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Physical Forcing Controls the Basin-Scale Occurrence of Nitrogen-Fixing Organisms in the North Pacific Ocean

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Title: Physical Forcing Controls the Basin-Scale Occurrence of Nitrogen-Fixing Organisms in the North Pacific Ocean
Authors: Cheung, Shunyan Browse this author
Nitanai, Risa Browse this author
Tsurumoto, Chihiro Browse this author
Endo, Hisashi Browse this author
Nakaoka, Shin-ichiro Browse this author →KAKEN DB
Cheah, Wee Browse this author
Lorda, Jaime Farber Browse this author
Xia, Xiaomin Browse this author
Liu, Hongbin Browse this author
Suzuki, Koji Browse this author →KAKEN DB
Keywords: diazotrophs
El Niño
mesoscale eddies
nitrogen fixation
North Pacific
wind‐driven coastal upwelling
Issue Date: Sep-2020
Publisher: American Geophysical Union
Journal Title: Global Biogeochemical Cycles
Volume: 34
Issue: 9
Start Page: e2019GB006452
Publisher DOI: 10.1029/2019GB006452
Abstract: Biological nitrogen fixation is increasingly recognized as an important source of new nitrogen in a warming ocean. However, the basin-scale spatiotemporal distribution of nitrogen-fixing organisms (diazotrophs) in the ocean and its controlling environmental factors remain unclear. Here we examined the basin-scale seasonal distribution patterns of major diazotrophs (filamentous cyanobacterialTrichodesmium, unicellular cyanobacterial UCYN-A1, and proteobacterial Gamma-A) in surface waters of the North Pacific from 2014 to 2016 with unprecedented coverage and resolution. In general, UCYN-A1,Trichodesmium, and Gamma-A were abundant during spring-autumn, summer-autumn, and spring respectively. Regarding latitudinal patterns of abundance, UCYN-A1 showed dome shape;Trichodesmiumwas gradually decreasing from low- to high-latitude regions; and Gamma-A did not show a clear pattern, which were coincident with the distinct correlations between the diazotrophs and temperature. All three diazotrophs were abundant (reached 10(6)-10(7)nifHgene copy number L-1) in the North Pacific transition zone and subtropical gyre, where the cyanobacterial diazotrophs were more abundant in both the western and eastern North Pacific than in the central North Pacific. The diazotroph abundance in the western North Pacific was positively correlated with eddy kinetic energy and sea surface height anomaly, which implies an enhancement of diazotrophs in mesoscale eddies associated with the western boundary current Kuroshio and its extension. The cyanobacterial diazotrophs were positively correlated with wind stress curl, a measurable parameter of wind-driven upwelling, in the eastern North Pacific. Our study refines the biogeography of three major diazotrophs and highlights the importance of physical forcing in mediating their dynamics.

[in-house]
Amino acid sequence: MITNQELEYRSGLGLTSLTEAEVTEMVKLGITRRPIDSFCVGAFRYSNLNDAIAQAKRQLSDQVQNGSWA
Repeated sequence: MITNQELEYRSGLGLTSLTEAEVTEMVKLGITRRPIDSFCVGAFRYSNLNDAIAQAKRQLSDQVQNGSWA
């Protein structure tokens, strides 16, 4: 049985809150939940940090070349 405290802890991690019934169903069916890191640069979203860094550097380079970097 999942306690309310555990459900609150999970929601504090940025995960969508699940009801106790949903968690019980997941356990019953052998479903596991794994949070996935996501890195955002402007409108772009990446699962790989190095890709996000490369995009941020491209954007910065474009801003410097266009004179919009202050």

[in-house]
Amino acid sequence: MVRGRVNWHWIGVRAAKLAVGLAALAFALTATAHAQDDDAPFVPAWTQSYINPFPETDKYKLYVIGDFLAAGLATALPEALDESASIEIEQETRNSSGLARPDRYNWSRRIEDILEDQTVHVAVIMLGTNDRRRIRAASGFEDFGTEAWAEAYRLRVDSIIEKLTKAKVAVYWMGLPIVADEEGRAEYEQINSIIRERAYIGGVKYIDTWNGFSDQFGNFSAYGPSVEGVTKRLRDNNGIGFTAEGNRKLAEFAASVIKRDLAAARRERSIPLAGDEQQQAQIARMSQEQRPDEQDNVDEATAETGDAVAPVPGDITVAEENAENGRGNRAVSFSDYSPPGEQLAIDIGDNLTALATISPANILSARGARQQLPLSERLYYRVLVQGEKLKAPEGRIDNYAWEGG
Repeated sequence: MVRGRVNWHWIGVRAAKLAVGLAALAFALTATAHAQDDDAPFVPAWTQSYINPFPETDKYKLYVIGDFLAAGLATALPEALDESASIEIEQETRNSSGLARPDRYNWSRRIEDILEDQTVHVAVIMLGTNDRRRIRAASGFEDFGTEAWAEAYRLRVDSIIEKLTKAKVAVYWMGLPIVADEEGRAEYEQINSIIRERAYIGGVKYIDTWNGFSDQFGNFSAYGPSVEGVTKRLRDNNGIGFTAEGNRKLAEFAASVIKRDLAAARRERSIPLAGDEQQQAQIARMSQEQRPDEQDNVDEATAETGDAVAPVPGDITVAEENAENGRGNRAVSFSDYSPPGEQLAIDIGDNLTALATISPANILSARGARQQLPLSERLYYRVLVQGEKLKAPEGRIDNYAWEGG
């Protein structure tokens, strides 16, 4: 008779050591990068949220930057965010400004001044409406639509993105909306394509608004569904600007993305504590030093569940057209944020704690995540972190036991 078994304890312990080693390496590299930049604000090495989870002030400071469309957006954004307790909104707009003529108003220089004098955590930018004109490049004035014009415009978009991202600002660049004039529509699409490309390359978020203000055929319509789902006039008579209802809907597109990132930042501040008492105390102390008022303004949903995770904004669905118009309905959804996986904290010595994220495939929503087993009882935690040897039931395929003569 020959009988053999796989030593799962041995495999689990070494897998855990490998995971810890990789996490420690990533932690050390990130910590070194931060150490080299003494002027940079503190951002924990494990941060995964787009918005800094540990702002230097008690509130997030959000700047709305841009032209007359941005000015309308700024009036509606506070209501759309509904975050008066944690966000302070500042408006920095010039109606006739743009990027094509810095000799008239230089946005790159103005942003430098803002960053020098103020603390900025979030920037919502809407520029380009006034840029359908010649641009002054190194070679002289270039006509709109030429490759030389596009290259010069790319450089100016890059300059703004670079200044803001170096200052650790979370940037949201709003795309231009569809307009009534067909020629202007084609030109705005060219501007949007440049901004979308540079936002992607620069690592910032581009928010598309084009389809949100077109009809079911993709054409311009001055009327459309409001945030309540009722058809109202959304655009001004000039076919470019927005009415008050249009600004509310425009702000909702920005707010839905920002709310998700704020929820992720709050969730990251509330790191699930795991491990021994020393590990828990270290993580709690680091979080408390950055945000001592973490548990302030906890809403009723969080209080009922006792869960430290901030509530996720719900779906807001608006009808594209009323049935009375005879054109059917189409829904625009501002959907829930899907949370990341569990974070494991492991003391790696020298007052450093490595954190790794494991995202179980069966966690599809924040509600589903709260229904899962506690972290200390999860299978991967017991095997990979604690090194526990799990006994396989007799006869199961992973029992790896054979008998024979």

Rights: Copyright 2020 American Geophysical Union.
Type: article
Appears in Collections:環境科学院・地球環境科学研究院 (Graduate School of Environmental Science / Faculty of Environmental Earth Science) > 雑誌発表論文等 (Peer-reviewed Journal Articles, etc)

Submitter: 鈴木 光次

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